Ezzy, D, Reassembling religious symbols: the Pagan God Baphomet, Religion, 45 pp. 24-41. ISSN 0048-721X (2015) [Refereed Article]
© 2014 Taylor & Francis.
Religious symbols are primarily significant because they draw people into relationships. Drawing on actor-network theory the paper demonstrates that symbols are hybrids of beliefs, cognitive interpretations, ritual performances and relational networks. The significance of symbols is located in this middle ground, as they mediate between thought and action, as well as between interpretative meaning and relational practice. Aesthetic experiences and ritual performance are interwoven with cognitive meaning and representation to generate the impact of religious symbols. This understanding of symbols is illustrated through an ethnographic account of a Pagan ritual involving the deity Baphomet. One of the participants describes this ritual succinctly: ‘Baphomet is a recreation of the Witches’ sabbat, an invocation of archetypal Witchcraft. It’s R-rated, it contains adult themes, nudity and sex references.’ Through ritual experiences, religious symbols change the way people feel about themselves, the world and the people around them.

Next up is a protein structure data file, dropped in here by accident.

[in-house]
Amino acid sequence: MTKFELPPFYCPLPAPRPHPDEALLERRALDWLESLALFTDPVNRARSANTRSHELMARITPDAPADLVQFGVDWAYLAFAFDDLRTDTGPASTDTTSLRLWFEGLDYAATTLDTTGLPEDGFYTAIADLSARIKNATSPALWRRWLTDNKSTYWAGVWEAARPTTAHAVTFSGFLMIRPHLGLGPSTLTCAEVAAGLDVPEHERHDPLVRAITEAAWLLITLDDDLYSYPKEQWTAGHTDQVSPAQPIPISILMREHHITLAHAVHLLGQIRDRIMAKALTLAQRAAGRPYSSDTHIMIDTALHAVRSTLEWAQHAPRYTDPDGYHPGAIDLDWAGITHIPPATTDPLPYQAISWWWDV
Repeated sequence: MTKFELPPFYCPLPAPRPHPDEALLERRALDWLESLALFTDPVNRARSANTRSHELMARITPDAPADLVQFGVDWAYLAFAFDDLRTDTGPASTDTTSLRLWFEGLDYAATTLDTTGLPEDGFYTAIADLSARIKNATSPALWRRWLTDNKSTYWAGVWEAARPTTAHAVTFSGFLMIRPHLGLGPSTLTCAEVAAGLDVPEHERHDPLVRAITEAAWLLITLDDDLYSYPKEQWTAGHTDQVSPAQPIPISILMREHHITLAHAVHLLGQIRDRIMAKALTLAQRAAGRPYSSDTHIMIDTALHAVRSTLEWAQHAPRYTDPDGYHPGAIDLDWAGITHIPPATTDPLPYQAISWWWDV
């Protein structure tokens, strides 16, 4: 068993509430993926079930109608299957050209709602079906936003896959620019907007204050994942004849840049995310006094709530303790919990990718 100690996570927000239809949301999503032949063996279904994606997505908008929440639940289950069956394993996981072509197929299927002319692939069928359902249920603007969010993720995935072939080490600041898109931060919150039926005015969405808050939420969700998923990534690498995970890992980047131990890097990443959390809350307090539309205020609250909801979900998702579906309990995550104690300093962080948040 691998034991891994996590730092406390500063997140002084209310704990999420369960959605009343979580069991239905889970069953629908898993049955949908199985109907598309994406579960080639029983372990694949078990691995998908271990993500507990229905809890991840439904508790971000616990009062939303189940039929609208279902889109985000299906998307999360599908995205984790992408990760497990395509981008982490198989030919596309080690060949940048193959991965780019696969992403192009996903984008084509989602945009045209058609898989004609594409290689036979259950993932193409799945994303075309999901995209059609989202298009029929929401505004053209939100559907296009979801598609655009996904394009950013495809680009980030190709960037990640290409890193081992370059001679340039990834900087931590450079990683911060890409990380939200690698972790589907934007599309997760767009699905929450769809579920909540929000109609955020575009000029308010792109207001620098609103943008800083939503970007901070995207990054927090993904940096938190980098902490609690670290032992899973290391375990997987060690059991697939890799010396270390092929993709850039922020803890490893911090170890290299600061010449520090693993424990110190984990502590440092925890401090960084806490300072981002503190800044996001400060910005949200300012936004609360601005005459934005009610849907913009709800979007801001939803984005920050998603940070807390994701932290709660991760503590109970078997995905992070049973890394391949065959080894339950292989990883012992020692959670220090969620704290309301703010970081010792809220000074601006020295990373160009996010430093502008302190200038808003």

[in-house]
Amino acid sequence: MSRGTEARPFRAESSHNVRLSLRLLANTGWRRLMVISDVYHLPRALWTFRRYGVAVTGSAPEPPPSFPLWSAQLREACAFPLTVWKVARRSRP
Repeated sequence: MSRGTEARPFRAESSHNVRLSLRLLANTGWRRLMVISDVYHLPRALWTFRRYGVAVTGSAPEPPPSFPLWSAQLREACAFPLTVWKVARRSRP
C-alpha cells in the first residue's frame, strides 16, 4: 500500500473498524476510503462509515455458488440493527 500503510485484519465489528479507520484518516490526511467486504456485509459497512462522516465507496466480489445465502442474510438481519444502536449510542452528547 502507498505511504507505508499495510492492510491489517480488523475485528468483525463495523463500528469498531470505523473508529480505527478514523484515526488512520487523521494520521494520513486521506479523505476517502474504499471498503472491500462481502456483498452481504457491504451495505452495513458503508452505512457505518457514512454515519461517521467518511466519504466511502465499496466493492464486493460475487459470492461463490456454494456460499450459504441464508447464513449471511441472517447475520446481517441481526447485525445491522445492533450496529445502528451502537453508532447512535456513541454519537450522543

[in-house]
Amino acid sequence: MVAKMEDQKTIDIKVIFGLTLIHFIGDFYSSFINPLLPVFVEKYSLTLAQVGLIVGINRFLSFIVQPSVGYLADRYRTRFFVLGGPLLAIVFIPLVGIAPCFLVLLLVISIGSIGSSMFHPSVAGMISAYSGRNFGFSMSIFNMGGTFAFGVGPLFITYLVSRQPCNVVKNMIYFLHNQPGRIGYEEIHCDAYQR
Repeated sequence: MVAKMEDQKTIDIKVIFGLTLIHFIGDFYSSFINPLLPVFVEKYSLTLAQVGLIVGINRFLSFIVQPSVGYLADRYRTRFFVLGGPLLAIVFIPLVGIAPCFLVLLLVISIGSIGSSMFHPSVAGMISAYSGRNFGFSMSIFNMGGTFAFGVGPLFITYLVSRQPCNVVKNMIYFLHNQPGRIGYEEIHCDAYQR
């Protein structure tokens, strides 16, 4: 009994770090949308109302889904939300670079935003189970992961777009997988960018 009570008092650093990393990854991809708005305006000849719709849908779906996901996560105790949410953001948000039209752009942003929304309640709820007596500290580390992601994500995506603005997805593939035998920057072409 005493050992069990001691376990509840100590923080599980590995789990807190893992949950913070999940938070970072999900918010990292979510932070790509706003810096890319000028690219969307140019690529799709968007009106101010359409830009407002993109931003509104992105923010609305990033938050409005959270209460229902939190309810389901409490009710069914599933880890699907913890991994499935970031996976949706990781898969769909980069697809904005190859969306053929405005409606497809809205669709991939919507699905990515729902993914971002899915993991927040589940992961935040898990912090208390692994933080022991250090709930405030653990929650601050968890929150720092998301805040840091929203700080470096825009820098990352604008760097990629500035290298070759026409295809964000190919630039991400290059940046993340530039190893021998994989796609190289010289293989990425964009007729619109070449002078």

|Item Type:||Refereed Article|
|Keywords:||religious symbols; Paganism; actor-network theory; Bruno Latour|
|Research Division:||Philosophy and Religious Studies|
|Research Group:||Religion and Religious Studies|
|Research Field:||Religion and Society|
|Objective Division:||Cultural Understanding|
|Objective Group:||Religion and Ethics|
|Objective Field:||Religious Structures and Ritual|
|UTAS Author:||Ezzy, D (Professor Douglas Ezzy)|
|Web of Science® Times Cited:||1|
|Deposited By:||Office of the School of Social Sciences|
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